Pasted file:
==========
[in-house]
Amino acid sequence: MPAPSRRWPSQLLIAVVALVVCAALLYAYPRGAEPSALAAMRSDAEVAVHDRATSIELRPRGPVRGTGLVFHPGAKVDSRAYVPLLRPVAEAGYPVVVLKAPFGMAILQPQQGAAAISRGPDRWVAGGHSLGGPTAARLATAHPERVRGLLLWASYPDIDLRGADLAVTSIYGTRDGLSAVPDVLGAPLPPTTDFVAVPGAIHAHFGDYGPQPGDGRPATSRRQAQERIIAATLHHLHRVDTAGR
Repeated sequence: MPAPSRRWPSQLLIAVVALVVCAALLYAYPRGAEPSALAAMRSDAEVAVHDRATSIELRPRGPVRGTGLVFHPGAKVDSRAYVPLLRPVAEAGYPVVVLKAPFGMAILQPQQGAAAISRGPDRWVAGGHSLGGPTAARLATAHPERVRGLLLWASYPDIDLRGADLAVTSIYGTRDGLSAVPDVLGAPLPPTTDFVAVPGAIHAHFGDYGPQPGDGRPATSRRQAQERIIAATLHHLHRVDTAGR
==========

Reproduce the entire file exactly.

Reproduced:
[in-house]
Amino acid sequence: MPAPSRRWPSQLLIAVVALVVCAALLYAYPRGAEPSALAAMRSDAEVAVHDRATSIELRPRGPVRGTGLVFHPGAKVDSRAYVPLLRPVAEAGYPVVVLKAPFGMAILQPQQGAAAISRGPDRWVAGGHSLGGPTAARLATAHPERVRGLLLWASYPDIDLRGADLAVTSIYGTRDGLSAVPDVLGAPLPPTTDFVAVPGAIHAHFGDYGPQPGDGRPATSRRQAQERIIAATLHHLHRVDTAGR
Repeated sequence: MPAPSRRWPSQLLIAVVALVVCAALLYAYPRGAEPSALAAMRSDAEVAVHDRATSIELRPRGPVRGTGLVFHPGAKVDSRAYVPLLRPVAEAGYPVVVLKAPFGMAILQPQQGAAAISRGPDRWVAGGHSLGGPTAARLATAHPERVRGLLLWASYPDIDLRGADLAVTSIYGTRDGLSAVPDVLGAPLPPTTDFVAVPGAIHAHFGDYGPQPGDGRPATSRRQAQERIIAATLHHLHRVDTAGR